The bolt-on neck is the most traditional style of neck made of a separate piece of wood that the manufacturer bolts onto the body of the guitar. One of the biggest advantages of this style is the ability to replace the neck if it is every damaged.
A neck-though-body design means that the wood in the neck goes through the entire body of the guitar. This style gives you a more direct energy transfer and a greater sustain.
Several pieces of wood are glued together to create this style of bass, and manufacturers usually use very high-quality wood in the construction of this type of guitar.
The Precision Bass has a forward-raked design with deep double cutaways. It is comfortable to hold due to the sculpted recessions at the bottom, and they are usually made with either alder or ash bodies.
The Fender Jazz Bass has an offset-waist body that moved the figure of the body forward, plus it is out of the way of the right arm of the player. They are also usually made from ash and alder bodies.
The “C”-shaped Neck is made of maple, and it has a fingerboard made of rosewood, pao, or maple. It has a pretty consistent thickness that narrows in a little as it reaches the nut. It has narrower spacing near the nut giving it a tapered feel for easier fingering.
After hours of testing and research, here's the final competition.
|a cleaner and richer sound than other similar bass guitars|
|a clear, warm tone with remarkable projection for its size|
|spruce gives better projection and clarity, mahogany makes for deep, rich bass tones.|
|larger acoustic bass guitar, powerful acoustic sound, especially on the low end|
|dual-action truss rod makes adjustment easy, accurate, and effective|
|one of the more radical looking bass guitars on the market|
|great sound, ergonomics, and aesthetics|
Our Recommendation: Fender Kingman
The Fender Kingman has the playability and feel of an acoustic guitar, plus it has a strong low-end tone in a funky and unique acoustic bass.
It has a cleaner and richer sound than other similar bass guitars, with a slimmed-down neck design that plays much like an electric bass, but with better natural tone projection from its deeper body chamber.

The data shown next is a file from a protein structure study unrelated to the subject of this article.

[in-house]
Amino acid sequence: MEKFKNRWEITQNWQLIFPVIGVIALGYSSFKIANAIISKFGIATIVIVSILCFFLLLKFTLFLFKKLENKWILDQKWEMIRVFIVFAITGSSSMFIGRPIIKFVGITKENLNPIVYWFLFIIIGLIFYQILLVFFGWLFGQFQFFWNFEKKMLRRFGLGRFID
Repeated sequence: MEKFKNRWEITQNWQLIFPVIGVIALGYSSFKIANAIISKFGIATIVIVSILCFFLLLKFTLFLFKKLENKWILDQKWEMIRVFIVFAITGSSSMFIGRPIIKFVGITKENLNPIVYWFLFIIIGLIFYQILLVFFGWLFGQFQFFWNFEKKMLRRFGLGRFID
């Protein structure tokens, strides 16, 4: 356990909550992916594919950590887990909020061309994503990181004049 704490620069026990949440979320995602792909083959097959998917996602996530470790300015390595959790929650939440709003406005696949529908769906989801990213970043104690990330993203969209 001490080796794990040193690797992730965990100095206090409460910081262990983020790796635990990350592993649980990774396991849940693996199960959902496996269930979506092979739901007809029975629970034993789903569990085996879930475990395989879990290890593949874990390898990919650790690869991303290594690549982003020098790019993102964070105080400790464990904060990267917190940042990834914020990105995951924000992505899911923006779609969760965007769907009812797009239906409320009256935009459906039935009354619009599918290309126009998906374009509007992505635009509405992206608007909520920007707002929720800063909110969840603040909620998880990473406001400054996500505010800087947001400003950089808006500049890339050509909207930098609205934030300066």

With its superb built quality, it sounds great plugged in, or just with its natural acoustic sound. It’s modified design increases its playability with the feel of an acoustic dreadnought, but really it has a Jazz Bass neck.
A superb cutaway allows you to get your wrist around it more smoothly giving you more upper range, and the smaller body makes it easier to play sitting down. The modified body design also makes it easier to put your arm around no matter what position you are playing it in.
The maple neck on the Kingman is very slim making it easy to play and do fretwork. The cutaway is wider and more accessible than similar bass guitars, even though it is still has a full-scale neck. This gives it a wider range than other acoustic bass guitars making it more similar to an electric jazz bass.
You will also love its funky, jazz-inspired appearance that goes well with Fender’s electric bass guitars as the fretboard and headstock are the same ones as the ones you see on their Jazz basses. It has the same nut heads and tuners as the electric models.
It is made with a spruce top and a solid maple neck with mahogany on the back and sides and rosewood on the fretboard and saddle. The scalloped x-style bracing gives you structure that also clarifies and focuses the bass guitar’s tone.